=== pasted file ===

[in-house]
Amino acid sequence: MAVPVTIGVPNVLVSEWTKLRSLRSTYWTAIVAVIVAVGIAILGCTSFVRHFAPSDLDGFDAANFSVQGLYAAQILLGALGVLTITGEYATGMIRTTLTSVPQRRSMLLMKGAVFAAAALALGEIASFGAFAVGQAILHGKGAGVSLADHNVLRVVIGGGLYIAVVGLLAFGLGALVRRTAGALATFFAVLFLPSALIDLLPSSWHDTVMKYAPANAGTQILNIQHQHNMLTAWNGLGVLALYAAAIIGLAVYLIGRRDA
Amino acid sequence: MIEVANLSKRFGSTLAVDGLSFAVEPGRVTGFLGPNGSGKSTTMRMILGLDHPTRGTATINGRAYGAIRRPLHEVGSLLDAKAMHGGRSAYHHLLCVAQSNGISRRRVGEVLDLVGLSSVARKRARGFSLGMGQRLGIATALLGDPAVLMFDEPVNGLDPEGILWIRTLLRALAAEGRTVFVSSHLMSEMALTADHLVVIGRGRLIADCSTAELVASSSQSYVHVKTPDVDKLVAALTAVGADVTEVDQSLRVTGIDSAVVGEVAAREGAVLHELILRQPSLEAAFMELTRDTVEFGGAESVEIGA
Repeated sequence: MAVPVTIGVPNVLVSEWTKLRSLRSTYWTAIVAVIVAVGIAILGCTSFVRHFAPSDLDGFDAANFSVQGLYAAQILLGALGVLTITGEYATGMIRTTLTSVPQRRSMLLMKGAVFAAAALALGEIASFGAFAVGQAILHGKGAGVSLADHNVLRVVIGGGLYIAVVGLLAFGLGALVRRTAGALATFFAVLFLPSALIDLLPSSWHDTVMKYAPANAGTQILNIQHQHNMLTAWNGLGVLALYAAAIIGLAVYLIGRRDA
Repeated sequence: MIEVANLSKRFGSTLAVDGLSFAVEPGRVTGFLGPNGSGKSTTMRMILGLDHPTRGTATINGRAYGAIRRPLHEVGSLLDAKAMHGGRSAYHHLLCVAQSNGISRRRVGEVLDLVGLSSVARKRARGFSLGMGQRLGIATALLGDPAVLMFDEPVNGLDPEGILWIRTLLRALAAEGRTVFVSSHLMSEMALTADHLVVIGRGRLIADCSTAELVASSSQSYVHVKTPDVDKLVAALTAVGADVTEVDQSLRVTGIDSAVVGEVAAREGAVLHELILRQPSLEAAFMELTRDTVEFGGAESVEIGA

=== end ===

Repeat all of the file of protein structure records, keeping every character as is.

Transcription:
[in-house]
Amino acid sequence: MAVPVTIGVPNVLVSEWTKLRSLRSTYWTAIVAVIVAVGIAILGCTSFVRHFAPSDLDGFDAANFSVQGLYAAQILLGALGVLTITGEYATGMIRTTLTSVPQRRSMLLMKGAVFAAAALALGEIASFGAFAVGQAILHGKGAGVSLADHNVLRVVIGGGLYIAVVGLLAFGLGALVRRTAGALATFFAVLFLPSALIDLLPSSWHDTVMKYAPANAGTQILNIQHQHNMLTAWNGLGVLALYAAAIIGLAVYLIGRRDA
Amino acid sequence: MIEVANLSKRFGSTLAVDGLSFAVEPGRVTGFLGPNGSGKSTTMRMILGLDHPTRGTATINGRAYGAIRRPLHEVGSLLDAKAMHGGRSAYHHLLCVAQSNGISRRRVGEVLDLVGLSSVARKRARGFSLGMGQRLGIATALLGDPAVLMFDEPVNGLDPEGILWIRTLLRALAAEGRTVFVSSHLMSEMALTADHLVVIGRGRLIADCSTAELVASSSQSYVHVKTPDVDKLVAALTAVGADVTEVDQSLRVTGIDSAVVGEVAAREGAVLHELILRQPSLEAAFMELTRDTVEFGGAESVEIGA
Repeated sequence: MAVPVTIGVPNVLVSEWTKLRSLRSTYWTAIVAVIVAVGIAILGCTSFVRHFAPSDLDGFDAANFSVQGLYAAQILLGALGVLTITGEYATGMIRTTLTSVPQRRSMLLMKGAVFAAAALALGEIASFGAFAVGQAILHGKGAGVSLADHNVLRVVIGGGLYIAVVGLLAFGLGALVRRTAGALATFFAVLFLPSALIDLLPSSWHDTVMKYAPANAGTQILNIQHQHNMLTAWNGLGVLALYAAAIIGLAVYLIGRRDA
Repeated sequence: MIEVANLSKRFGSTLAVDGLSFAVEPGRVTGFLGPNGSGKSTTMRMILGLDHPTRGTATINGRAYGAIRRPLHEVGSLLDAKAMHGGRSAYHHLLCVAQSNGISRRRVGEVLDLVGLSSVARKRARGFSLGMGQRLGIATALLGDPAVLMFDEPVNGLDPEGILWIRTLLRALAAEGRTVFVSSHLMSEMALTADHLVVIGRGRLIADCSTAELVASSSQSYVHVKTPDVDKLVAALTAVGADVTEVDQSLRVTGIDSAVVGEVAAREGAVLHELILRQPSLEAAFMELTRDTVEFGGAESVEIGA